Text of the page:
Location: Soil and Water Management ResearchTitle: Simulating the hydrologic response of a semiarid watershed to switchgrass cultivation
|GOLDSTEIN, JUSTIN - University Of Oklahoma|
|TARHULE, A.A. - University Of Oklahoma|
|Brauer, David - Dave|
Submitted to: Hydrology Research
Publication Type: Peer Reviewed Journal
Publication Acceptance Date: 1/6/2013
Publication Date: 2/1/2014
Citation: Goldstein, J.C., Tarhule, A., Brauer, D.K. 2014. Simulating the hydrologic response of a semiarid watershed to switchgrass cultivation. Hydrology Research. 45(1):99-114.
Interpretive Summary: U.S. federal and state governments are encouraging the production of crops that can be used for biofuels; however, research into the the hydrological impacts of their cultivation is in its infancy. To investigate such issues, scientists from the University of Oklahoma and ARS (Bushland, Texas) studied the response of a 600 square miles semiarid basin in western Oklahoma to increasing production of switchgrass as a biofuel. According to the restuls from a hydrological model, increases in the cultivation of switchgrass resulted in decreases in spring and summer streamflows. These results indicate that the production of switchgrass as a biofuel may not be possible in semiarid areas where river compacts or other regulations require minimum streamflows.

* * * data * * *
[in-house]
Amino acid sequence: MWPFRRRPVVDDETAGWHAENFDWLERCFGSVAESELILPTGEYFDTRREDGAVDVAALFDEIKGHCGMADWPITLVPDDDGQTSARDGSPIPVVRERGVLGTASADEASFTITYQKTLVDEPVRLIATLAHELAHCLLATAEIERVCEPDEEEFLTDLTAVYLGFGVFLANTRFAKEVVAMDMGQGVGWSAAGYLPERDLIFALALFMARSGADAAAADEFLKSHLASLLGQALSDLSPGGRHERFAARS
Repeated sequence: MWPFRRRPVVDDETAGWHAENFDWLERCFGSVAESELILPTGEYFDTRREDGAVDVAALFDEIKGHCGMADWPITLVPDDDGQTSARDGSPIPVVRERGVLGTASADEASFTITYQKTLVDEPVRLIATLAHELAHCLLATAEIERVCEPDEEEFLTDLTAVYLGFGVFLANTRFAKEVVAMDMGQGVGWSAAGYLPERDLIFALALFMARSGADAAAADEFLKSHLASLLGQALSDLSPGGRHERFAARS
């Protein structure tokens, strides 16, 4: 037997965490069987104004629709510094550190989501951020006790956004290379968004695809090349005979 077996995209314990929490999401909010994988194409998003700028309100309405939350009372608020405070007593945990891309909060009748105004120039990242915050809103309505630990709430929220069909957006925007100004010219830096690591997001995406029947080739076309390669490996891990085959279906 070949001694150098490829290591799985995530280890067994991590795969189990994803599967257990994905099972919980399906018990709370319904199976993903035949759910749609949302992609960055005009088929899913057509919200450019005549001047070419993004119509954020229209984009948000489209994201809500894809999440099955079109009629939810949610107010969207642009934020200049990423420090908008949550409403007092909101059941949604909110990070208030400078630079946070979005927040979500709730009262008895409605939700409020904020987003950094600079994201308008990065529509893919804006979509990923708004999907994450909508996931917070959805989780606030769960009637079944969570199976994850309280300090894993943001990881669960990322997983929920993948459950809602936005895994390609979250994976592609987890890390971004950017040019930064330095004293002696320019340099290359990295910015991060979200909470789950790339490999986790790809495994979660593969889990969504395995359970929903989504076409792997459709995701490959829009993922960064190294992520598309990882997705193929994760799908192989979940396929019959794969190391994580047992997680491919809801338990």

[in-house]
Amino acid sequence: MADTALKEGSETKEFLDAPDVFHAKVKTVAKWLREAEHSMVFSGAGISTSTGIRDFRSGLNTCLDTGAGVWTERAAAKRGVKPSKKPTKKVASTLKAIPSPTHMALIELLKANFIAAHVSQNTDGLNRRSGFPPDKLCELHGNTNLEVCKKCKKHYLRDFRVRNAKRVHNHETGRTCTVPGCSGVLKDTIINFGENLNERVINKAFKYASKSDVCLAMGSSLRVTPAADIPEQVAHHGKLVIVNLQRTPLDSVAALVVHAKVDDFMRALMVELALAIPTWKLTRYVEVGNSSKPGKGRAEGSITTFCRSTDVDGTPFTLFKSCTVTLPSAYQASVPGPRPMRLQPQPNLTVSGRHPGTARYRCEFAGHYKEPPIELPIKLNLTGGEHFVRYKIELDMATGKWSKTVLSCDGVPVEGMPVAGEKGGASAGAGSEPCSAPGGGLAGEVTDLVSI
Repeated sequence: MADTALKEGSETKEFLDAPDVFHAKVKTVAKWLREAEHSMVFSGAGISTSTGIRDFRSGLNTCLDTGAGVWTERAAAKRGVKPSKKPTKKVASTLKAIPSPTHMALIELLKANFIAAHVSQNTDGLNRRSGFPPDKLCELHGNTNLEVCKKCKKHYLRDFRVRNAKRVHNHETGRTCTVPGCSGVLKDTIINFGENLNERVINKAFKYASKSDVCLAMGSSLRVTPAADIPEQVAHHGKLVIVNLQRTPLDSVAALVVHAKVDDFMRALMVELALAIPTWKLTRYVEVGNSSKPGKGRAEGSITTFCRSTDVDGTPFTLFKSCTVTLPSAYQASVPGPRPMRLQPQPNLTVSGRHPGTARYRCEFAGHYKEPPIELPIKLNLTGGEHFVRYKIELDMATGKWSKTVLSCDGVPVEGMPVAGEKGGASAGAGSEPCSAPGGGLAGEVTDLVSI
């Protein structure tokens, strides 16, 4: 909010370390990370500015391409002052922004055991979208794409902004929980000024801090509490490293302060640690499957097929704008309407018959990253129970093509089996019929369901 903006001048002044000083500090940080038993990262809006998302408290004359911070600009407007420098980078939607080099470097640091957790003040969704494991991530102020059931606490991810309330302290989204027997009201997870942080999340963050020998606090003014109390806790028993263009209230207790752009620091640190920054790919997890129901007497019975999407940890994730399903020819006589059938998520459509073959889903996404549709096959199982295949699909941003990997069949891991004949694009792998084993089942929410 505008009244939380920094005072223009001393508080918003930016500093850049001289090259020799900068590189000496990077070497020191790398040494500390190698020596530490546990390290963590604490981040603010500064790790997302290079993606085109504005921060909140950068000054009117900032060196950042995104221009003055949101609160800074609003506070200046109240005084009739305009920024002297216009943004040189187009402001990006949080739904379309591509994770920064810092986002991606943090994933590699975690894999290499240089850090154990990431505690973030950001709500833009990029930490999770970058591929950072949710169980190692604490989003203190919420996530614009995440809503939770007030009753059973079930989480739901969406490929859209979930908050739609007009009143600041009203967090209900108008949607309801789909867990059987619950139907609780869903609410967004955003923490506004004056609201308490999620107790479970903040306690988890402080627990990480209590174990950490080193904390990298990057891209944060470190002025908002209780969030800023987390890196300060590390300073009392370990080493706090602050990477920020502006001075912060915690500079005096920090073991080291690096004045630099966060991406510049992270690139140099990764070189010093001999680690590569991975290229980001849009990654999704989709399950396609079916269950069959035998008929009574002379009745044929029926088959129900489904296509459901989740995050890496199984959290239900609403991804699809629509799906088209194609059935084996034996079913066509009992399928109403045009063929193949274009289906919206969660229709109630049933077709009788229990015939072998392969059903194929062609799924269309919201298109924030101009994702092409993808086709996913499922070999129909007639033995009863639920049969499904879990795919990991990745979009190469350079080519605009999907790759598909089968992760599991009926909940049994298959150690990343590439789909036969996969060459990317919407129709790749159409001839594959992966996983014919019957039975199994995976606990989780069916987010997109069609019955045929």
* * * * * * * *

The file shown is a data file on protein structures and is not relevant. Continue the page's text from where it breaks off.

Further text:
Technical Abstract: The conversion of land for biofuel cultivation is expected to increase given concerns about the sustainability of current fossil-fuel supplies. Nonetheless, research into the environmental impacts of biofuel crops, primarily the hydrological impacts of their cultivation, is in its infancy. To investigate such issues, response of a 1649 square kilometers semiarid basin to the incremental substitution of the widely-discussed biofuel candidate switchgrass for native land uses was modelled using the Soil and Water Assessment Tool (SWAT). Median discharges decreased 5.6%-20.6% during the spring and 6.4-31.2% during the summer depending on the quantity of acreage converted. These were associated with the increased spring and summer evaporation of 4.3%-46% and 2.2%-24%, respectively, depending on the quantity of switchgrass biomass produced. The substitution of switchgrass also resulted in larger quantities of water stress days. The authors encourage the exploration of alternative biofuel crops in semiarid areas to mitigate such negative impacts.